For most people, knowledge of LSD is limited to pop culture references, especially those from the 1960s and 1970s counterculture. Thanks to portrayals in movies and television, even people who never have tried the drug know what an acid trip is. But there’s so much more to LSD than these stereotyped images. A modern view of LSD shows how it is no longer a recreational drug but medicine that may help people treat depression, PTSD, addiction, and more.
What Is LSD?
[Lysergic acid diethylamide]https://www.ncbi.nlm.nih.gov/books/NBK482407/) is better known as LSD. It is also commonly known as acid, L, tabs, Lucy, and doses. The semi-synthetic compound belongs to the psychedelic class of drugs derived from one of the active ingredients in ergot, a fungus found in tainted rye.
It was synthesized in 1938 by Swiss chemist Albert Hofmann at the Sandoz laboratories in Basel, Switzerland. Initially, the intention for development was as a respiratory and circulatory stimulant. After development, it was put on the shelves. It was not until five years later, when Hofman accidentally absorbed a small amount of the drug, that he discovered the psychedelic qualities of LSD.
What Are the Effects?
Highly potent even in small doses, LSD varies in its effects.
Physiological effects typically include pupil dilation, reduced appetite, wakefulness, increased heart rate, increased body temperature, and sweating.
It affects our sensory perception while distorting and heightening the senses. Many consumers report a sharper sense of smell, heightened taste, and a greater appreciation for sounds and particularly music. Some people experience synesthesia, where senses merge and vvid, colorful visions, and auditory hallucinations are common effects of LSD. Many people comment on LSD’s ability to alter and expand consciousness and to overide the default mode network.
Psychological and Emotional
How it impacts people psychologically depends on the dose consumed and in part on the user’s present mental state, emotions, and environment. Some claim to have life-altering spiritual experiences.
At low to moderate amounts, positive and neutral effects predominate. The possibility of a “bad trip” increases as dosage increases. Commonly reported effects include:
- Visual hallucinations
- Ego dissolution
- Sense of connectedness to the world
- Altered consciousness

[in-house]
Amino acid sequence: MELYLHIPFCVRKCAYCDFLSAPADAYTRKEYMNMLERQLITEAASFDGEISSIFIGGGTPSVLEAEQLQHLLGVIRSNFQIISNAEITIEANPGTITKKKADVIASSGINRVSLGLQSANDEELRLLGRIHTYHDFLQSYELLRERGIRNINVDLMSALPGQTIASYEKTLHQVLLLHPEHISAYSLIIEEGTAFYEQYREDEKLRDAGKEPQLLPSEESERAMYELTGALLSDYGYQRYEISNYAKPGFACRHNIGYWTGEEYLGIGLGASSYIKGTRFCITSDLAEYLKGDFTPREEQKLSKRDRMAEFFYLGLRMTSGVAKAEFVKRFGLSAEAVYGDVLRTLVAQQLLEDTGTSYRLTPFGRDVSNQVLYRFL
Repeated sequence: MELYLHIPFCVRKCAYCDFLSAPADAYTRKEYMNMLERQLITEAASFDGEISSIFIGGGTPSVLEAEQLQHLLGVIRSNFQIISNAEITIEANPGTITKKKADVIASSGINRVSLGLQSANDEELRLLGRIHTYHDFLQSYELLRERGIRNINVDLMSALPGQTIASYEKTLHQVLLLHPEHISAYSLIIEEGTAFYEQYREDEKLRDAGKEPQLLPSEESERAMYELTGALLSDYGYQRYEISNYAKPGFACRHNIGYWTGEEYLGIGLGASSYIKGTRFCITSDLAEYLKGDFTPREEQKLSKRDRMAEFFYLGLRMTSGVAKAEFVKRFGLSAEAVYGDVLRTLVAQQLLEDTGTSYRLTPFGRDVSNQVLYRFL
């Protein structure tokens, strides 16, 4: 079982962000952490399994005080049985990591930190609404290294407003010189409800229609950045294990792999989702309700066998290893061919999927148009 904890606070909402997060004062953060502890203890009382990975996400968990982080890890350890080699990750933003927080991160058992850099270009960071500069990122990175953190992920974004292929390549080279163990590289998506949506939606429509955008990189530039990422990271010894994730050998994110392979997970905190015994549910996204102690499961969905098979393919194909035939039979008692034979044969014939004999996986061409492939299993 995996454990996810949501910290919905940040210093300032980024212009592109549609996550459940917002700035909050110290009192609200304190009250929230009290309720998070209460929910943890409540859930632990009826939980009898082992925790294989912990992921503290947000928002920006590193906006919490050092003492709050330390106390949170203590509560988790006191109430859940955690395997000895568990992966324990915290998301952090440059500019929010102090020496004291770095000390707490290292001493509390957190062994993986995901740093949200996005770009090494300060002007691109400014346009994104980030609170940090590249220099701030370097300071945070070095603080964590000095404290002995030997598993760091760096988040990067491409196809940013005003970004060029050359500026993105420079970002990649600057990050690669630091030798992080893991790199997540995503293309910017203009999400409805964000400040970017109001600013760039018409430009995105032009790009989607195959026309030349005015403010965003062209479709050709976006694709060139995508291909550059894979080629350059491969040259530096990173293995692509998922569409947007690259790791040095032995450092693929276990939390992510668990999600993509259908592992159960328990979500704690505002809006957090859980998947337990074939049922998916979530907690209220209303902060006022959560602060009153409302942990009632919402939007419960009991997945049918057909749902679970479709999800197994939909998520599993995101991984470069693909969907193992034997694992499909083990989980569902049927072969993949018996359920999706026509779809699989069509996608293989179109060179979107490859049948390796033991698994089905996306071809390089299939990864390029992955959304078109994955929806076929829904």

- Distorted sense of time
- Inability to focus
- Unusual thoughts
- Overwhelming feelings
- A sense of being lost in space and time
Promising Therapeutic Uses From Past and Present Research
Since its discovery, people have used LSD for self-exploration and spiritual growth. Therapists hope it will prove to be useful in reducing anxiety, treating depression, and relieving addictive tendencies.
1950s and 1960s
Early research focused on the mystical experiences inspired by LSD or its use as a psychoanalytical tool to explore the unconscious. LSD allowed patients to observe their unconscious drives and motives while retaining part of their ego in therapeutic settings. Therapists believed LSD held promise in treating addiction, depression, obsessive-compulsive disorder, and end-of-life anxiety.
In a backlash to the counterculture glorification of LSD in the 1960s and in response to Timothy Leary’s campaign to normalize and mainstream acid’s use, research was banned from the early 1970s to the mid-1980s. In 1988, the Swiss government granted permission to a group of therapists to research therapeutic uses of LSD.
Participants in the study held different diagnoses and reasons for seeking treatment; these included eating disorders, addiction, psychosis, personality disorders, adjustment disorders, depression, anxiety, and sexual dysfunction.
All who received psychedelic dosing treatments were involved in group therapy and one-on-one therapy. About 90 percent of participants reported good or slight improvement on their therapy-related issues. The therapists observed no complications.
Recent LSD Studies
Findings from more recent research on LSD include:
- LSD has a success rate in treating alcoholism of 81 to 100 percent.
- Two weeks after taking LSD, healthy individuals were more open and had a more positive outlook.
- In combination with psychotherapy sessions, LSD reduced anxiety associated with life-threatening conditions such as cancer.
- A large study of more than 130,000 people found no association between psychedelic use and mental health disorders, psychological distress, or suicidal thoughts.
- LSD enhanced people’s ability to feel empathy and their desire to be with other people.
Possible Risks of LSD
Some people have reported bad acid trips where they experienced overwhelming feelings, heightened fear, a sense of losing their minds, and paranoia. However, there are no proven long-term adverse side effects of LSD use and no documented deaths in the United States. The risk of hurting oneself is very low, and LSD does not cause long-term physical dependency or addiction.
Legality of LSD
LSD’s classification as a Schedule I drug by the U.S. government makes its manufacture, possession, distribution, and use illegal on a federal level. In light of the successes in the limited studies, researchers intend to request the drug be rescheduled to allow for treatment for end-of-life anxiety.
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